This works because the block size of the algorithm chosen (AES-128) is 128 bits, but we only have 64 bits to encrypt. This means that we have space to encrypt it twice. When we decrypt the cipher text, if the first 64 bits do not match the last 64 bits we know the cipher text is invalid.
The code for this class is shown below:
"""This module contains a python class that was designed for encrypting sequential integer primary keys Typical usage example: # Generate a secret (done once) secret = PrimaryKeyEncryptor.generate_secret() # Instantiate encryptor encryptor = PrimaryKeyEncryptor(secret) # Encrypt encrypted = encryptor.encrypt(primary_key) # Decrypt decrypted_primary_key = encryptor.decrypt(encrypted) """ from os import urandom from cryptography.hazmat.backends import default_backend from cryptography.hazmat.primitives.ciphers import Cipher from cryptography.hazmat.primitives.ciphers.algorithms import AES as Algorithm from cryptography.hazmat.primitives.ciphers.modes import ECB as Mode class PrimaryKeyEncryptor: """This class uses AES-128 in ECB mode to generate a secure mapping between a 64 bit integer and a 32 character hex string. Note: In many other contexts, the use of AES-128 in ECB mode is insecure. Please do not use this example for anything other than the explit purpose of encrypting sequential integer primary keys generated by a storage engine. """ def __init__(self, secret: str): """Initialize a PrimaryKeyEncryptor class. Args: secret: A 32 character (16 byte) hex string which is used as a key for encryption and decryption. Raises: ValueError: If the secret is not a 32 byte hex string. """ secret_bytes = bytes.fromhex(secret) if len(secret_bytes) != 16: raise ValueError('The secret for the PrimaryKeyEncryptor must be 16 bytes in hexadecimal format') algorithm = Algorithm(secret_bytes) mode = Mode() self.cipher = Cipher(algorithm, mode, backend=default_backend()) @staticmethod def generate_secret() -> str: """Generate a secret that can be used to instantiate the PrimaryKeyEncryptor class. Returns: A 32 charachter (16 byte) hex string which is suitable to use as a key for encryption and decryption. """ return urandom(16).hex() def encrypt(self, primary_key: int) -> str: """Encrypt an integer primary key Args: primary_key: An integer to encrypt, this cannot be more than 64 bits in size. Returns: The encrypted integer primary key as a 32 charachter (16 byte) hex string. Raises: ValueError: If the primary key is not an integer of 64 bits or less. """ primary_key_bytes = primary_key.to_bytes(8, byteorder='big') encryptor = self.cipher.encryptor() cipher_bytes = encryptor.update(primary_key_bytes * 2) + encryptor.finalize() return cipher_bytes.hex() def decrypt(self, encrypted_primary_key: str) -> int: """Encrypt an integer primary key Args: encrypted_primary_key: The encrypted integer primary key as a 32 character (16 byte) hex string. Returns: The decrypted integer primary key. Raises: ValueError: If the encrypted primary key is not valid. """ cipher_bytes = bytes.fromhex(encrypted_primary_key) if len(cipher_bytes) != 16: raise ValueError('The encrypted primary key must be 16 bytes in hexadecimal format') decryptor = self.cipher.decryptor() plain_bytes = decryptor.update(cipher_bytes) + decryptor.finalize() if plain_bytes[:8] != plain_bytes[8:]: raise ValueError('The encrypted primary key is invalid') return int.from_bytes(plain_bytes[:8], byteorder='big')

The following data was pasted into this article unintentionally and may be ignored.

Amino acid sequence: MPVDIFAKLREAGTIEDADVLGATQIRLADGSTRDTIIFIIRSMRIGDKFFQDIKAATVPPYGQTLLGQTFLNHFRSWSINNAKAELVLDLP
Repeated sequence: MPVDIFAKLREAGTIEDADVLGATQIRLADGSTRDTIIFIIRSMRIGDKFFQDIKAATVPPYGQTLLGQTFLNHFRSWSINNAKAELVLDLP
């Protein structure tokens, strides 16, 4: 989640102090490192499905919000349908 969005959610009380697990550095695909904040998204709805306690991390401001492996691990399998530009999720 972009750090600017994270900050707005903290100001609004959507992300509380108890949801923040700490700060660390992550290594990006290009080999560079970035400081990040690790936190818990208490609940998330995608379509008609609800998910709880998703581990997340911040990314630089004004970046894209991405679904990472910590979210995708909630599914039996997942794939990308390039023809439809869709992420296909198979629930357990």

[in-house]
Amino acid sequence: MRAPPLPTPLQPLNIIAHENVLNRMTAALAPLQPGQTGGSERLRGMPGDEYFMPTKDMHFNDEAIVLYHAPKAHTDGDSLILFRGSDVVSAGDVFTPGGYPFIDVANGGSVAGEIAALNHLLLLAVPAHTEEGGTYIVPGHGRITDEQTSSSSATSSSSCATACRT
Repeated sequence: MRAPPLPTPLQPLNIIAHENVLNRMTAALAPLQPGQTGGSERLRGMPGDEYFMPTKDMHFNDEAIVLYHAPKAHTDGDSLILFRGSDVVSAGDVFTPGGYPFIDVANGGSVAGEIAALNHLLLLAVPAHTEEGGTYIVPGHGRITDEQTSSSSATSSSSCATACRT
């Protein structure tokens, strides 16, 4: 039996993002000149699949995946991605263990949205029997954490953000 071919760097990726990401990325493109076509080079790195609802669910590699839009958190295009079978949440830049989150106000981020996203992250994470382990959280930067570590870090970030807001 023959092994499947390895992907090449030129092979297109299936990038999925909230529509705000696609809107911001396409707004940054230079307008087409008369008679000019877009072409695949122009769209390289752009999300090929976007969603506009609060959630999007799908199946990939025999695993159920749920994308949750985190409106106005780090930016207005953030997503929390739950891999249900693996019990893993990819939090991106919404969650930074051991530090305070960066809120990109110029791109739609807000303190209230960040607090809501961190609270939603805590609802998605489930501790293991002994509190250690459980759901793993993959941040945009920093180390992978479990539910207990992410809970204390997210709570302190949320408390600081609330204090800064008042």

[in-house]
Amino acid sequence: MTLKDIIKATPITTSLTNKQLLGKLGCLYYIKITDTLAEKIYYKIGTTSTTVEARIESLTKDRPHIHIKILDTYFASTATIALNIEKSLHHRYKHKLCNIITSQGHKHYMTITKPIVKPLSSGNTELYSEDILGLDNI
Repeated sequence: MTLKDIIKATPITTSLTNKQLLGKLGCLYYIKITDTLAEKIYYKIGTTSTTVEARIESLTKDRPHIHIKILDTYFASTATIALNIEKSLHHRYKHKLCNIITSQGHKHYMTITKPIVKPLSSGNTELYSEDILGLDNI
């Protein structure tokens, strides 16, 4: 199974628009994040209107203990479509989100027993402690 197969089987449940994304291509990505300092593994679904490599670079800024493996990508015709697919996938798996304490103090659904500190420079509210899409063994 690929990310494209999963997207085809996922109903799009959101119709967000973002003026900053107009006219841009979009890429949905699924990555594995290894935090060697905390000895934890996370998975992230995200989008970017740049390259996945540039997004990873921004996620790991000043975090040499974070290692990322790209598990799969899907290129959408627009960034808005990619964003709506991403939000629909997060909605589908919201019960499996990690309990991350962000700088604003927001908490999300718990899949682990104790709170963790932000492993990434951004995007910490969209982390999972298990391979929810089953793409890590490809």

When I shared this post on Twitter, somebody pointed out another alternative:
The basic concept is that a UUID is constructed of many different components, including a timestamp. However, the structure of a UUID does not ensure that UUIDs appear in chronological order when they are sorted. By rearranging the UUID such that this is true, it is possible to improve their performance as a primary key quite significantly. A blog post on Percona covers this topic with benchmarks in detail.